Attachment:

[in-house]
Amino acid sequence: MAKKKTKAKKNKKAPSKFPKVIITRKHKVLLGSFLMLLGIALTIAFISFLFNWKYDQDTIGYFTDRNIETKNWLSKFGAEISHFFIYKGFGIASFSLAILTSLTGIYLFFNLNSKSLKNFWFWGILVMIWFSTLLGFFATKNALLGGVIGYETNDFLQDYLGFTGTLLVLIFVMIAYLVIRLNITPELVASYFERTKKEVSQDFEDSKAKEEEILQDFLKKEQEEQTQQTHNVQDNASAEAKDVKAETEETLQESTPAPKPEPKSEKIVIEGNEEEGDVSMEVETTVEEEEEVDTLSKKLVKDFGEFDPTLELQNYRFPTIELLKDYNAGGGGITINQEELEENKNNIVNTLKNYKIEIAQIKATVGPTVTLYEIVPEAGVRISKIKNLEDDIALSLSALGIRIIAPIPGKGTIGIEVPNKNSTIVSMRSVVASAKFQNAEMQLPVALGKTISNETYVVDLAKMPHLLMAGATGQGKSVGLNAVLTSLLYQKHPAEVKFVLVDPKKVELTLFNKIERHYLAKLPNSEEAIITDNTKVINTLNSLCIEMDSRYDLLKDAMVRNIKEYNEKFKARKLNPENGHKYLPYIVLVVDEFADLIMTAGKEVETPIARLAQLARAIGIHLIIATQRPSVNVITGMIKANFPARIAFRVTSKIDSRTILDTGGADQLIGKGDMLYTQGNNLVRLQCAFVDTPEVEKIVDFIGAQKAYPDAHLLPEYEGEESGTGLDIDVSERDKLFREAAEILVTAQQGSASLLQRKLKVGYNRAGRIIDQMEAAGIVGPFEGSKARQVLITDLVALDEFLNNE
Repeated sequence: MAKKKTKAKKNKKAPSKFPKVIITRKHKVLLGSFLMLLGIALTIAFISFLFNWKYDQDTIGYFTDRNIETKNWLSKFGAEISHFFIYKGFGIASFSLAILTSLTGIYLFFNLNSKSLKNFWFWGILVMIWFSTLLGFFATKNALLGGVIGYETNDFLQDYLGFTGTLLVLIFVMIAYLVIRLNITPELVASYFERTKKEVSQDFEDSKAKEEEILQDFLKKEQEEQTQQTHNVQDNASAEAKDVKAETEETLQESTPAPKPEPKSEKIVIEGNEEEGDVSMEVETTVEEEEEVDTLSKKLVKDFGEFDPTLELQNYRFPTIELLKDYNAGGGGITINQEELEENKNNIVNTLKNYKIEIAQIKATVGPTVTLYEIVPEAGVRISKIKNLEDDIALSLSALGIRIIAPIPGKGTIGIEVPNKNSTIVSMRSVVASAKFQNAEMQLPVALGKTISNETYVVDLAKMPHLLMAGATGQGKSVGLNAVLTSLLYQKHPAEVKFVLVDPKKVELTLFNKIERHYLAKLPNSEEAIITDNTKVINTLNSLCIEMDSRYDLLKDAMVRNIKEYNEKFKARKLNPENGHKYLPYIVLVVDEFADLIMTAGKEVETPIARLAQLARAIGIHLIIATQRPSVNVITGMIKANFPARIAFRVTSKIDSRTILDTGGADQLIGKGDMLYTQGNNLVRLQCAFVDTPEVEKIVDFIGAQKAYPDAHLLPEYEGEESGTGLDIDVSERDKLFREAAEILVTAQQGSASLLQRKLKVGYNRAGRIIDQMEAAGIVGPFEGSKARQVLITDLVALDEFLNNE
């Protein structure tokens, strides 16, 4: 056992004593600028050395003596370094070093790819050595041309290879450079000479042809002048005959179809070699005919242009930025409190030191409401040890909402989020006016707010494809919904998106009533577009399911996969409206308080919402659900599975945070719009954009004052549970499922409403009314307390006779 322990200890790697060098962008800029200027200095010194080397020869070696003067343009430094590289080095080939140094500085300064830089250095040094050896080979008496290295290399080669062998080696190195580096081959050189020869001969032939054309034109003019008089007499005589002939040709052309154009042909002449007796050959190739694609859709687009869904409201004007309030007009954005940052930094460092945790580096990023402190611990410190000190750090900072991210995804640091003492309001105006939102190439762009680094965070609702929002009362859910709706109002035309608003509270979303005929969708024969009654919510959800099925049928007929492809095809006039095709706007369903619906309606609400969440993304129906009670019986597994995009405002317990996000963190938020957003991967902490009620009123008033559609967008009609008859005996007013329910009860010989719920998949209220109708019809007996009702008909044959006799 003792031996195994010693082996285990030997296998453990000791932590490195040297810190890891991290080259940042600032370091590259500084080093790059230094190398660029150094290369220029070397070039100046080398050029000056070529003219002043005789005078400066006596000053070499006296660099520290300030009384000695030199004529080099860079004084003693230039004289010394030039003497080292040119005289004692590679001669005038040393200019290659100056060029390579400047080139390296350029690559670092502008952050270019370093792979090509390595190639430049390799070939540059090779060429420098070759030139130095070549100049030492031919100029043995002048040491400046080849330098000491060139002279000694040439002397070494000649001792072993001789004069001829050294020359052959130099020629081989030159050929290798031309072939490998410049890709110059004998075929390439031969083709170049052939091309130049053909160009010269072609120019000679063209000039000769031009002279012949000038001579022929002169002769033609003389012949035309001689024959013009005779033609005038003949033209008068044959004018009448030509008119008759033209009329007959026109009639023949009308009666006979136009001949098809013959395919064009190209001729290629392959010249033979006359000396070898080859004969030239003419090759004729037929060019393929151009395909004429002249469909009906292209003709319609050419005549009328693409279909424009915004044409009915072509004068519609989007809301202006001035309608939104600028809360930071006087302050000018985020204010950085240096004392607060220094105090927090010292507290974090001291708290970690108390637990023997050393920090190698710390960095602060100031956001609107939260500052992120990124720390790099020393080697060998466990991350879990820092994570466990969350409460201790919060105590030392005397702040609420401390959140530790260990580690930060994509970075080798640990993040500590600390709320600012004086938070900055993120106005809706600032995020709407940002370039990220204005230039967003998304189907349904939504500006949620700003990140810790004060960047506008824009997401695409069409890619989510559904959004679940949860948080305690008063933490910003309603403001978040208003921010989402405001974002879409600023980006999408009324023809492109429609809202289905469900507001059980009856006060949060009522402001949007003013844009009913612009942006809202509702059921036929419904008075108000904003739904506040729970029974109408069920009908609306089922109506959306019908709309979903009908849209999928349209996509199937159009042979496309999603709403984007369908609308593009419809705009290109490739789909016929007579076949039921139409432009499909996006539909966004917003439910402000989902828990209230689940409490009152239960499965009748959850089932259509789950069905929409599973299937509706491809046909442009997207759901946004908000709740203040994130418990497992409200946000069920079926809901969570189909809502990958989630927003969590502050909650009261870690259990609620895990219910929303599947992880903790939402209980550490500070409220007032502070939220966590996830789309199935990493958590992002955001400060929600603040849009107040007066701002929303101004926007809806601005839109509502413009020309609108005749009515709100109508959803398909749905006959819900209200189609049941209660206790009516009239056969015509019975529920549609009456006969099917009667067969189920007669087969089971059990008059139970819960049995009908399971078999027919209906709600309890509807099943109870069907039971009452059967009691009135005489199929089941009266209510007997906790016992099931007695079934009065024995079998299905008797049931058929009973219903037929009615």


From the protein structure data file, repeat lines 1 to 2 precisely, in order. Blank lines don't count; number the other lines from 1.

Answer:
[in-house]
Amino acid sequence: MAKKKTKAKKNKKAPSKFPKVIITRKHKVLLGSFLMLLGIALTIAFISFLFNWKYDQDTIGYFTDRNIETKNWLSKFGAEISHFFIYKGFGIASFSLAILTSLTGIYLFFNLNSKSLKNFWFWGILVMIWFSTLLGFFATKNALLGGVIGYETNDFLQDYLGFTGTLLVLIFVMIAYLVIRLNITPELVASYFERTKKEVSQDFEDSKAKEEEILQDFLKKEQEEQTQQTHNVQDNASAEAKDVKAETEETLQESTPAPKPEPKSEKIVIEGNEEEGDVSMEVETTVEEEEEVDTLSKKLVKDFGEFDPTLELQNYRFPTIELLKDYNAGGGGITINQEELEENKNNIVNTLKNYKIEIAQIKATVGPTVTLYEIVPEAGVRISKIKNLEDDIALSLSALGIRIIAPIPGKGTIGIEVPNKNSTIVSMRSVVASAKFQNAEMQLPVALGKTISNETYVVDLAKMPHLLMAGATGQGKSVGLNAVLTSLLYQKHPAEVKFVLVDPKKVELTLFNKIERHYLAKLPNSEEAIITDNTKVINTLNSLCIEMDSRYDLLKDAMVRNIKEYNEKFKARKLNPENGHKYLPYIVLVVDEFADLIMTAGKEVETPIARLAQLARAIGIHLIIATQRPSVNVITGMIKANFPARIAFRVTSKIDSRTILDTGGADQLIGKGDMLYTQGNNLVRLQCAFVDTPEVEKIVDFIGAQKAYPDAHLLPEYEGEESGTGLDIDVSERDKLFREAAEILVTAQQGSASLLQRKLKVGYNRAGRIIDQMEAAGIVGPFEGSKARQVLITDLVALDEFLNNE